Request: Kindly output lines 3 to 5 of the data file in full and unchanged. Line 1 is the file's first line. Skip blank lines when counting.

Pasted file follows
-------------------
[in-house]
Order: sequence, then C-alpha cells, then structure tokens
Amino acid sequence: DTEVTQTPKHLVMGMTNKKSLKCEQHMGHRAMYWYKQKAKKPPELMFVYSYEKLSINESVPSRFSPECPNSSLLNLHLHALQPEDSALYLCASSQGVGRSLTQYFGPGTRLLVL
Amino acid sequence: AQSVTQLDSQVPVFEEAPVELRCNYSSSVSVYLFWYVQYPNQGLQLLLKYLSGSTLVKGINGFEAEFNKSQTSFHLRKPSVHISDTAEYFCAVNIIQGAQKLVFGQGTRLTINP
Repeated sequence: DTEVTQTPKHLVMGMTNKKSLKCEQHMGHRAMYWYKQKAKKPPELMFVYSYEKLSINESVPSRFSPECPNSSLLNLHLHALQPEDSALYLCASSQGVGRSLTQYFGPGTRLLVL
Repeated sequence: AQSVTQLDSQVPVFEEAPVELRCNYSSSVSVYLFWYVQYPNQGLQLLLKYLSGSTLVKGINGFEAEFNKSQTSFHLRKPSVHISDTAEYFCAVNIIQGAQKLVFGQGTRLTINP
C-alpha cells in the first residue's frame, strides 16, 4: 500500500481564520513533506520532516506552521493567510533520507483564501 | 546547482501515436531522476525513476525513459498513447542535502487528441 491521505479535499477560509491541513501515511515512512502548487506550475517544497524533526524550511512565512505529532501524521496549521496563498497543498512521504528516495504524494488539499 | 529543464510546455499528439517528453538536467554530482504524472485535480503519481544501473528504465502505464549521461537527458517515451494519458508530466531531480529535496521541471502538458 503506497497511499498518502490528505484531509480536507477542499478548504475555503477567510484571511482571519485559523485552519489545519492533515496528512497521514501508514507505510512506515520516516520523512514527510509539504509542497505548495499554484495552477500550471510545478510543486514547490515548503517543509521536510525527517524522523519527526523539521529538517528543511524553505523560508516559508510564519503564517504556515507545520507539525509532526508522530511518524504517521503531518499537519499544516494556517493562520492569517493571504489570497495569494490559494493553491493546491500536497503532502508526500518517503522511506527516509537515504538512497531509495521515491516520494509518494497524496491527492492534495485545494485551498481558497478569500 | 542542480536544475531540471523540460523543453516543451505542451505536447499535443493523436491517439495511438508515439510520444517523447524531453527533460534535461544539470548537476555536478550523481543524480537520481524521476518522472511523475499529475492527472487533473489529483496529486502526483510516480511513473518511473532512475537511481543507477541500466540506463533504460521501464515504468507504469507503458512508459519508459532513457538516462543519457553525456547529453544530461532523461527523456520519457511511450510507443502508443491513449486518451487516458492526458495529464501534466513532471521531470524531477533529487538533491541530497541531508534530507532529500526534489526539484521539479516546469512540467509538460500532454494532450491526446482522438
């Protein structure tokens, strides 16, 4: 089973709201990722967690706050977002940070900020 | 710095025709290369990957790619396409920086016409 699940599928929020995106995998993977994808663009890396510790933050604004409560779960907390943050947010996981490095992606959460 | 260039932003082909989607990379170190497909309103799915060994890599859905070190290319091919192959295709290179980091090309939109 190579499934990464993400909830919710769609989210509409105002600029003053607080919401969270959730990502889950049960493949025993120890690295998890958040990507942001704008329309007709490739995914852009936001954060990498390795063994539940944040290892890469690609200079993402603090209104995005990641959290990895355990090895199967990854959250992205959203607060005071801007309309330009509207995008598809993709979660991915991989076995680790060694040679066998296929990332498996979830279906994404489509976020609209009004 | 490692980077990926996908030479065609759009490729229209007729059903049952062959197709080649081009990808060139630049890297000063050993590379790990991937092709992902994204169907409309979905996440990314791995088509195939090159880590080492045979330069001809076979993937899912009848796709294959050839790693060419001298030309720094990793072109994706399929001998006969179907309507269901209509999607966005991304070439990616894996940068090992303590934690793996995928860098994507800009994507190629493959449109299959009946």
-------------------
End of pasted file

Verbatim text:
Amino acid sequence: DTEVTQTPKHLVMGMTNKKSLKCEQHMGHRAMYWYKQKAKKPPELMFVYSYEKLSINESVPSRFSPECPNSSLLNLHLHALQPEDSALYLCASSQGVGRSLTQYFGPGTRLLVL
Amino acid sequence: AQSVTQLDSQVPVFEEAPVELRCNYSSSVSVYLFWYVQYPNQGLQLLLKYLSGSTLVKGINGFEAEFNKSQTSFHLRKPSVHISDTAEYFCAVNIIQGAQKLVFGQGTRLTINP
Repeated sequence: DTEVTQTPKHLVMGMTNKKSLKCEQHMGHRAMYWYKQKAKKPPELMFVYSYEKLSINESVPSRFSPECPNSSLLNLHLHALQPEDSALYLCASSQGVGRSLTQYFGPGTRLLVL